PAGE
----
I couldn’t help but notice something in this article. When they posted a picture of Mr. Cool DC Bro here with musician Dan Deacon, Dan Deacon (probably rightly) asked them to clarify that despite the looks of the picture, he was not, nor had he ever been, friends with Scott Greenberg, the new face of GOP astroturfing by appealing to the hip, young, edgy crowd. Which in and of itself reminds me of the joke on The Simpsons about cartoons trying to appeal to Gen-Xers, or maybe something closer to poochy.
But I digress. In Deacon’s clarification, via his manager Susan Busch, is this tidbit at the end:
Scott had Dan listed, with many many other bands he’s interviewed, as a client on his CV but removed his name upon request.
Now, there are a lot of ways to interpret “client.” As a freelancer, most of the time I go with “people I have written articles or other copy for” or occasionally, other projects I take on. Website migration, database research. Because that’s what most people would do, theoretically.
Now, I’ll try to give Greenberg a benefit of the doubt, as he appears to have some PR experience. However, there’s a difference between, say, having a consistent band or artist you work with on a contract basis creating press materials for, and someone you interviewed for Paste Magazine. The difference is huge.
Because an interviewee is not a client, and an article is not an endorsement. When I write about space technology for Popular Mechanics, I don’t think of NASA’s Jet Propulsion Laboratory as a client suddenly. Because I’m not reporting for them. I’m reporting about them. In no way has this created a client-contractor relationship. While lines between media coverage and PR may have been blurred with the rise of online media, surely it hasn’t obscured that far. I interviewed Ian MacKaye for Hear Nebraska. A 45 minute call talking about Fugazi playing in Lincoln 20 years ago didn’t suddenly create a rapport with him, nor constitute him being a client for me.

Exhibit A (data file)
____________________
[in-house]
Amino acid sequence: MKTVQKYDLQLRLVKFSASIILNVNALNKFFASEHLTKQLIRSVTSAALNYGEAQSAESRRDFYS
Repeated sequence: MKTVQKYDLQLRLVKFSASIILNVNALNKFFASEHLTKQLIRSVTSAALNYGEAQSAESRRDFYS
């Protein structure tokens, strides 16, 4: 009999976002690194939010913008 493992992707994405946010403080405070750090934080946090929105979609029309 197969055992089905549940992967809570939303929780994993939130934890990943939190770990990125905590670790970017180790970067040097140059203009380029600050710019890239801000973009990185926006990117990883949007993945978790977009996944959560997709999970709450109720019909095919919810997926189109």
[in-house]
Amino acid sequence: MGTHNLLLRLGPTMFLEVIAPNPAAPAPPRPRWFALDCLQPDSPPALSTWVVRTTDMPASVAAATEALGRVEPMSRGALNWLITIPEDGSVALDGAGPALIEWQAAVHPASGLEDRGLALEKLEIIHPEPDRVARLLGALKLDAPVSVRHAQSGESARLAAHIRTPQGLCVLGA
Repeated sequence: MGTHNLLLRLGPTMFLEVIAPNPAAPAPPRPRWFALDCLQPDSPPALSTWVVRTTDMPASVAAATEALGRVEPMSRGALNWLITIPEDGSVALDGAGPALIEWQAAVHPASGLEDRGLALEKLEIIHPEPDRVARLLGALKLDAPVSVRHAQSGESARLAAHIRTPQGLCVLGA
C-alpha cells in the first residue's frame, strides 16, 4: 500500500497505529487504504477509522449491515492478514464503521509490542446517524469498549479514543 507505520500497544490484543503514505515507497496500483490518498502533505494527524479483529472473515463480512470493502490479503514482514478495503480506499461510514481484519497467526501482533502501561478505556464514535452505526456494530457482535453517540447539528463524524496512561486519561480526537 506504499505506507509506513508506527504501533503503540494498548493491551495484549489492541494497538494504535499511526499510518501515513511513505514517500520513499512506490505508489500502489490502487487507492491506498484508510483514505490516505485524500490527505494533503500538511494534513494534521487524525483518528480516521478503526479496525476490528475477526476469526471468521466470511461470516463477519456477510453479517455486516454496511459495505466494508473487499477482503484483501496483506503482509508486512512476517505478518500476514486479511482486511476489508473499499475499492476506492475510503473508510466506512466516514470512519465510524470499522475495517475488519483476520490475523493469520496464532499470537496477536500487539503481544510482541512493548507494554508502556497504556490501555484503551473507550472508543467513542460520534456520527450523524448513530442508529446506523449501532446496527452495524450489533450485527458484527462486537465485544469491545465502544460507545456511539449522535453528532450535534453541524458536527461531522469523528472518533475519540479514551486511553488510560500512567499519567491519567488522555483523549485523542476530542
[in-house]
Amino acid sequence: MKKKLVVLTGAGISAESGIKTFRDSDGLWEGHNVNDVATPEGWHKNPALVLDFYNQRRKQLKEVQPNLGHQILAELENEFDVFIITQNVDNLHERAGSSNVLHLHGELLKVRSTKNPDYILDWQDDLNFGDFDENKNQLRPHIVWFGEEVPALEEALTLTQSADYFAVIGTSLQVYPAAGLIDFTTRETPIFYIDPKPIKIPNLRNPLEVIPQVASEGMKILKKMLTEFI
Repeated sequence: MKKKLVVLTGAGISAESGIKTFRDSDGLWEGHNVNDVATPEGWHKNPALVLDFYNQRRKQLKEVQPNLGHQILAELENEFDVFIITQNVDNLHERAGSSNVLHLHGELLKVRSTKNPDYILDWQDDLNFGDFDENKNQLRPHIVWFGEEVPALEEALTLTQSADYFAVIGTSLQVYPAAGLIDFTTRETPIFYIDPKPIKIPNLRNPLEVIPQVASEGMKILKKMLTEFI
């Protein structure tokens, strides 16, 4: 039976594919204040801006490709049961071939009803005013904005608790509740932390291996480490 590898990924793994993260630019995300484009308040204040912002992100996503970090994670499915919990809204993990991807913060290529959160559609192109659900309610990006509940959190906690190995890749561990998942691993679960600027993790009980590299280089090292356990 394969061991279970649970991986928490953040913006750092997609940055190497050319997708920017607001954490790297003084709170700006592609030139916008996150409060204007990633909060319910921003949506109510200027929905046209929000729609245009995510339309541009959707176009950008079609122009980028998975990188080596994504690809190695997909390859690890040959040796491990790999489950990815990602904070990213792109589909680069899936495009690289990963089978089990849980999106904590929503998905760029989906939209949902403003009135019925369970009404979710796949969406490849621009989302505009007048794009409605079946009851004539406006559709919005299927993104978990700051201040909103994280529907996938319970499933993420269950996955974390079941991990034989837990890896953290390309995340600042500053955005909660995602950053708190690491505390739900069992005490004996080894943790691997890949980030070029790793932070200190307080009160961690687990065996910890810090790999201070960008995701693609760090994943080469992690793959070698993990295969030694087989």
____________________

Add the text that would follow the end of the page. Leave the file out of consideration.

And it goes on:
Let’s say, at some point, that Greenberg actually DID write a press release for Deacon, in fact creating that kind of relationship. 1) It was likely through the intermediary of a firm he was working for, and 2) if he was providing that same client with both press coverage and press promotion, that’s a big red conflict of interest flag.
So either he’s crappy at recognizing what does and does not constitute a client relationship, or he’s crappy at recognizing the line between journalism and PR. Either way, this is idiotic.